Tag Archives: phrasal verbs

#EngVocab: Travel phrasal verbs

This time, we will learn about travel phrasal verbs.

A phrasal verb is made up of a verb plus a preposition or an adverb that function as a single verb. Let’s start!

  1. Drop off. Meaning: to take someone to a place and leave them there.
    • Example:
      • “Where do you want me to drop you off?”
  2. Touch down. Meaning: arrive on land (planes).
    • Example:
      • “Our plane touch down before midday.”
  3. Check out. Meaning: to leave and pay for your stay at a hotel.
    • Example:
      • “Jane checked out of the hotel and took a taxi to the airport.”
  4. Pick up. Meaning: to go and fetch someone from a place and take them somewhere else.
    • Example:
      • “Would you mind picking me up at 11.00?”
  5. Set out / set off. Meaning: to start a journey.
    • Example:
      • “We have to set off very early on Saturday.”
  6. Take off. Meaning: when a plane leaves and begins to fly.
    • Example:
      • “The plane is going to take off. Hold my hand!”
  7. Get in. Meaning: when a plane arrives on an airport.
    • Example:
      • “What time does your flight get in?”
  8. Speed up. Meaning: to increase speed.
    • Example:
      • “We’re late, speed up please!”
  9. Look around. Meaning: to explore what is near you, in your area.
    • Example:
      • “After we arrive there, we take a look around.”
  10. Hurry up. Meaning: to rush and not waste time.
    • Example:
      • “You’d better hurry up, we’re running out of time.”
  11. See off. Meaning: to go the airport or station to say goodbye to someone.
    • Example:
      • “We took Cilla to the airport to see her off.
  12. Stop over. Meaning: to change a flight in a city; stay at a place on the way to your final destination.
    • Example:
      • “When I went to Manila we stopped over in Qatar.”
  13. Get away (from someone or somewhere). Meaning: leave or escape from a person or place, often when it is difficult; to take a short break
    • Example:
      • “Matt asked Alice why she wanted to have a get away all of a sudden.”
  14. Back up. Meaning: vehicles have to wait in a long line because of congestion.
    • Example:
      • “The traffic has started to back up because of the accident.”
  15. Get on (a vehicle). Meaning: go onto a bus, train, plane or boat.
    • Example:
      • “We got on the train at 9 o’clock but it didn’t leave until 9.30.”
  16. Hop on (informal). Meaning: go onto a bus, train, plane or boat.
    • Example:
      • “With a one-day travel card you can hop on and off as many buses as you like.”
  17. Get off (a vehicle). Meaning: leave a train, bus plane or boat.
    • Example:
      • Get off at the bus stop after the cinema and I’ll meet you there.”
  18. Check in. Meaning: confirm your arrival at a hotel / airport.
    • Example:
      • “We need to check in two hours before the flight.”

 

 

Compiled and written by @sherlydarmali for @EnglishTips4U on Sunday, November 13, 2016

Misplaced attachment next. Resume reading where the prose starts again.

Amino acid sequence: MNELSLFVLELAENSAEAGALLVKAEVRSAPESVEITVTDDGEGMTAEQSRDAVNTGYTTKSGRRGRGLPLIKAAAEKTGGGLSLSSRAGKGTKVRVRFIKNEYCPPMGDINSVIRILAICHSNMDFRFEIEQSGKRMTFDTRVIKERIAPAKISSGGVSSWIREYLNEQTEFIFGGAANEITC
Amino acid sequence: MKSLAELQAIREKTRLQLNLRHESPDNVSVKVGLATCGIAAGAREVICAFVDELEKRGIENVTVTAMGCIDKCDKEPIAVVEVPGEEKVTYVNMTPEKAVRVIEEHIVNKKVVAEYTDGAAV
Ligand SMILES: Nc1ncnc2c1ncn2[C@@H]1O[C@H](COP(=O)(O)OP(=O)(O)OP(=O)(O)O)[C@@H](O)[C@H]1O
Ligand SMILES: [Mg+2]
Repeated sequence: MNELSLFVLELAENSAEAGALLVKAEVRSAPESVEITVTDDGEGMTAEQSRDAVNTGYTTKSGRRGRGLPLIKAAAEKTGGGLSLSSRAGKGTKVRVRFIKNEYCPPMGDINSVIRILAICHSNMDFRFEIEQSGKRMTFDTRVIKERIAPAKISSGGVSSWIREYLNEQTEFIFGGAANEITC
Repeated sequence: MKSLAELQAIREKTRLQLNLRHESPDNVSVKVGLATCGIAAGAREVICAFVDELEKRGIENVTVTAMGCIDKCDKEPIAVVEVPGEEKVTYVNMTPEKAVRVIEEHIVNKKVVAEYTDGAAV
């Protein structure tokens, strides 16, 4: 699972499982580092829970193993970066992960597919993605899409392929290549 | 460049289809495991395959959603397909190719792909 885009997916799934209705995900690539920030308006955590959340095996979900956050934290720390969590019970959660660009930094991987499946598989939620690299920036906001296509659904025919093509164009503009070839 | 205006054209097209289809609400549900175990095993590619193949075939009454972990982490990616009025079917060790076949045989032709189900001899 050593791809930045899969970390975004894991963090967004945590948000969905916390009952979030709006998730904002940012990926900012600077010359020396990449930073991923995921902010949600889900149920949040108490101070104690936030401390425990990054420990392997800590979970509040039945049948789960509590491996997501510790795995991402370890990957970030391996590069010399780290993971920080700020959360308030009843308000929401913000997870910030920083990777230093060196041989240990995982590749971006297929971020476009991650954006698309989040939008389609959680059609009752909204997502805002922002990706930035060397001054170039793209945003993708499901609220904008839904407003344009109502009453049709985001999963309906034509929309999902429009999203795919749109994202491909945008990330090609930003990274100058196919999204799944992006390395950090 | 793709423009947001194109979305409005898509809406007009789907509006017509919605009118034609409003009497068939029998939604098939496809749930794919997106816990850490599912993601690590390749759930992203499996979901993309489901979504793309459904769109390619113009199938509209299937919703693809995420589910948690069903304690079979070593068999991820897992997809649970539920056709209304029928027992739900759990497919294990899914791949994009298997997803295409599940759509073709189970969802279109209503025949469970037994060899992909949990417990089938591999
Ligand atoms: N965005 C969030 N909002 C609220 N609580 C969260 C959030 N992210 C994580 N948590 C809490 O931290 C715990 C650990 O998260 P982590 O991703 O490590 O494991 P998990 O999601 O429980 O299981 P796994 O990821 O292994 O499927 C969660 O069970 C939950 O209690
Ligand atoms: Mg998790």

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#EngVocab: Phrasal verbs with “take”

Good evening, Fellas! How was your Wednesday? Did you have a good day like I did? Well, I took some tourists from Malta and Malaysia for a walk in Menteng, Jakarta. It was nice!

Tonight, let’s talk about phrasal verbs from the word “take.” A Phrasal verb is a group of words that functions as a verb and is made up of a verb and a preposition, an adverb, or both.

As a verb, “take” has a lot of meanings. Can you mention one of the meanings? Here are several meanings of take:

  1. Remove.
    • Example.
      • “Has anything been taken?”
  2. Move.
    • Example.
      • “Take the book to the library!”
  3. Accept.
    • Example.
      • “Do they take credit cards here?”
  4. Hold.
    • Example:
      • “Take an egg and break it into the bowl.”

And there are several other meanings of “take.”

Now, if you combine “take” with other verb or preposition or adverb, it can mean something else. Do you know any phrasal verbs with “take”?

  1. Take after (somebody). Meaning: have similar appearance or personality (especially a relative).
    • Example:
      • “My sister takes after our dad. They have the same blue eyes and brown hair.”
  2. Take (something) apart. Meaning: separate something into parts.
    • Example:
      • “The mechanic is taking my car apart so he can fix it.”
  3. Take (something) on. Meaning: accept some work or responsibility.
    • Example:
      • “I’ll take the new project on. I still have plenty of free time.”
  4. Take (somebody) up (on something). Meaning: accept an offer or an invitation.
    • Example:
      • “Why don’t you stay at my place? Really? I might take you up on that!”
  5. Take (something) in. Meaning:
    1. receive and understand information.
      • Example:
        • “I couldn’t take in the lecturer’s explanation. He spoke so fast!”
    2. make clothing smaller so that it fits you.
      • Example:
        • “I need to take these jeans in an inch. I’m losing weight.”

Those are 5 among many other phrasal verbs with “take”.

Compiled and written by @faridardian for @EnglishTips4u on Wednesday, October 21, 2015


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